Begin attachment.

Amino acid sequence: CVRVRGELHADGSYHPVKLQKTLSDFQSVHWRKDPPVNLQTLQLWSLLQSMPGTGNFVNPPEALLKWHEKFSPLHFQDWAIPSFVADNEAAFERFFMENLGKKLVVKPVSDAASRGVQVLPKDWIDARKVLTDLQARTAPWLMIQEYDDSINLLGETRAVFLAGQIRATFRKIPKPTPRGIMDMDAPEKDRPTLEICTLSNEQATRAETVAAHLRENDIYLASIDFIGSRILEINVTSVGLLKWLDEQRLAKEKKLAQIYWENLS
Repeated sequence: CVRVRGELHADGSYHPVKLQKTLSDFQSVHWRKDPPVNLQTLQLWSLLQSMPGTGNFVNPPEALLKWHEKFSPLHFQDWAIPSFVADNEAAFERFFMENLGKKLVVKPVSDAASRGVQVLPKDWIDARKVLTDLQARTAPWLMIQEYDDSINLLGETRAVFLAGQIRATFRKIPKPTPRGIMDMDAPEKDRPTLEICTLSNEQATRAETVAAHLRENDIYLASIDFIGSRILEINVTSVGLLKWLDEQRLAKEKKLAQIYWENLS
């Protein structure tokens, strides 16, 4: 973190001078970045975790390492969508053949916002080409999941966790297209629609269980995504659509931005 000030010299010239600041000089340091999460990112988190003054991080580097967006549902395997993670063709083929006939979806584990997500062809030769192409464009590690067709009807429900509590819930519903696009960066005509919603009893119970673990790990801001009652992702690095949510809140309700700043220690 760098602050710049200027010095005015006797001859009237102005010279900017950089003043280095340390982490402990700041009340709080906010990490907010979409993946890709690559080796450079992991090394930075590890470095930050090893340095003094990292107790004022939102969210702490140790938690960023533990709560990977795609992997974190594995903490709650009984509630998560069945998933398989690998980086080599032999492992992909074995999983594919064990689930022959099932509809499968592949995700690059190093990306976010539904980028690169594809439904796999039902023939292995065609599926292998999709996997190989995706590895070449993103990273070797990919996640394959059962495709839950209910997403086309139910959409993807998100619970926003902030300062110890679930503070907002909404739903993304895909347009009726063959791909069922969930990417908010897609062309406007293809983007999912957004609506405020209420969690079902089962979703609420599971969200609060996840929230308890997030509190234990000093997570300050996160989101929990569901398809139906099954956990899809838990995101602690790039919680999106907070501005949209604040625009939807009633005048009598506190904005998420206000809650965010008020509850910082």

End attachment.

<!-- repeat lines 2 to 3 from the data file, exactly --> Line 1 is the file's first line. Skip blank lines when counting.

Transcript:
Repeated sequence: CVRVRGELHADGSYHPVKLQKTLSDFQSVHWRKDPPVNLQTLQLWSLLQSMPGTGNFVNPPEALLKWHEKFSPLHFQDWAIPSFVADNEAAFERFFMENLGKKLVVKPVSDAASRGVQVLPKDWIDARKVLTDLQARTAPWLMIQEYDDSINLLGETRAVFLAGQIRATFRKIPKPTPRGIMDMDAPEKDRPTLEICTLSNEQATRAETVAAHLRENDIYLASIDFIGSRILEINVTSVGLLKWLDEQRLAKEKKLAQIYWENLS
């Protein structure tokens, strides 16, 4: 973190001078970045975790390492969508053949916002080409999941966790297209629609269980995504659509931005 000030010299010239600041000089340091999460990112988190003054991080580097967006549902395997993670063709083929006939979806584990997500062809030769192409464009590690067709009807429900509590819930519903696009960066005509919603009893119970673990790990801001009652992702690095949510809140309700700043220690 760098602050710049200027010095005015006797001859009237102005010279900017950089003043280095340390982490402990700041009340709080906010990490907010979409993946890709690559080796450079992991090394930075590890470095930050090893340095003094990292107790004022939102969210702490140790938690960023533990709560990977795609992997974190594995903490709650009984509630998560069945998933398989690998980086080599032999492992992909074995999983594919064990689930022959099932509809499968592949995700690059190093990306976010539904980028690169594809439904796999039902023939292995065609599926292998999709996997190989995706590895070449993103990273070797990919996640394959059962495709839950209910997403086309139910959409993807998100619970926003902030300062110890679930503070907002909404739903993304895909347009009726063959791909069922969930990417908010897609062309406007293809983007999912957004609506405020209420969690079902089962979703609420599971969200609060996840929230308890997030509190234990000093997570300050996160989101929990569901398809139906099954956990899809838990995101602690790039919680999106907070501005949209604040625009939807009633005048009598506190904005998420206000809650965010008020509850910082």